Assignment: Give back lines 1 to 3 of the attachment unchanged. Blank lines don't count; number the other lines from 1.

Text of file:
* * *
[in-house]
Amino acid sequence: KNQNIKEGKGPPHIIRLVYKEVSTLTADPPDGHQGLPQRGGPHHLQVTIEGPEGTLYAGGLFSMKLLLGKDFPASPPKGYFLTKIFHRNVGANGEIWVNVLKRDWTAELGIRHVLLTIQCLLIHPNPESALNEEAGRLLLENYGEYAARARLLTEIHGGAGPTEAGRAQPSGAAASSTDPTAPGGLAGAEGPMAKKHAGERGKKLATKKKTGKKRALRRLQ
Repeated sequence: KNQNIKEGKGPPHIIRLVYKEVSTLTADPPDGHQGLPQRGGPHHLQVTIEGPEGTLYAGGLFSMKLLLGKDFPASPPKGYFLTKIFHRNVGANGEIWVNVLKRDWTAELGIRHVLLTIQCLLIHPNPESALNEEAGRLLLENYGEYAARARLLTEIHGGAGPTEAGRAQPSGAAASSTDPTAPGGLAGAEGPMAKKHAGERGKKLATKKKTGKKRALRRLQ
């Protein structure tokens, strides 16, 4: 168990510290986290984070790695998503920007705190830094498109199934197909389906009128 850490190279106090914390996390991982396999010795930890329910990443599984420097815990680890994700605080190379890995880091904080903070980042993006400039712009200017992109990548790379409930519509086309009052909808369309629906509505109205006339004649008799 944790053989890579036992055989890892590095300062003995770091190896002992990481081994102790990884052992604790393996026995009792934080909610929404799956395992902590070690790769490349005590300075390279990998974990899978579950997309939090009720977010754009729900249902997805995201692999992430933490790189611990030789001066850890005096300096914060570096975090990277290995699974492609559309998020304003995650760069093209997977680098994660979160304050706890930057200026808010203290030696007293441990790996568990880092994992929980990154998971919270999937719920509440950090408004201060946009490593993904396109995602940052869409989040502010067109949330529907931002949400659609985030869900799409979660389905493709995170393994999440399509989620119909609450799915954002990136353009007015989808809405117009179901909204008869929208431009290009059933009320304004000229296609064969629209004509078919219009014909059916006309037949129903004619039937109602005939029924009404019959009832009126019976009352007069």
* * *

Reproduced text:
[in-house]
Amino acid sequence: KNQNIKEGKGPPHIIRLVYKEVSTLTADPPDGHQGLPQRGGPHHLQVTIEGPEGTLYAGGLFSMKLLLGKDFPASPPKGYFLTKIFHRNVGANGEIWVNVLKRDWTAELGIRHVLLTIQCLLIHPNPESALNEEAGRLLLENYGEYAARARLLTEIHGGAGPTEAGRAQPSGAAASSTDPTAPGGLAGAEGPMAKKHAGERGKKLATKKKTGKKRALRRLQ
Repeated sequence: KNQNIKEGKGPPHIIRLVYKEVSTLTADPPDGHQGLPQRGGPHHLQVTIEGPEGTLYAGGLFSMKLLLGKDFPASPPKGYFLTKIFHRNVGANGEIWVNVLKRDWTAELGIRHVLLTIQCLLIHPNPESALNEEAGRLLLENYGEYAARARLLTEIHGGAGPTEAGRAQPSGAAASSTDPTAPGGLAGAEGPMAKKHAGERGKKLATKKKTGKKRALRRLQ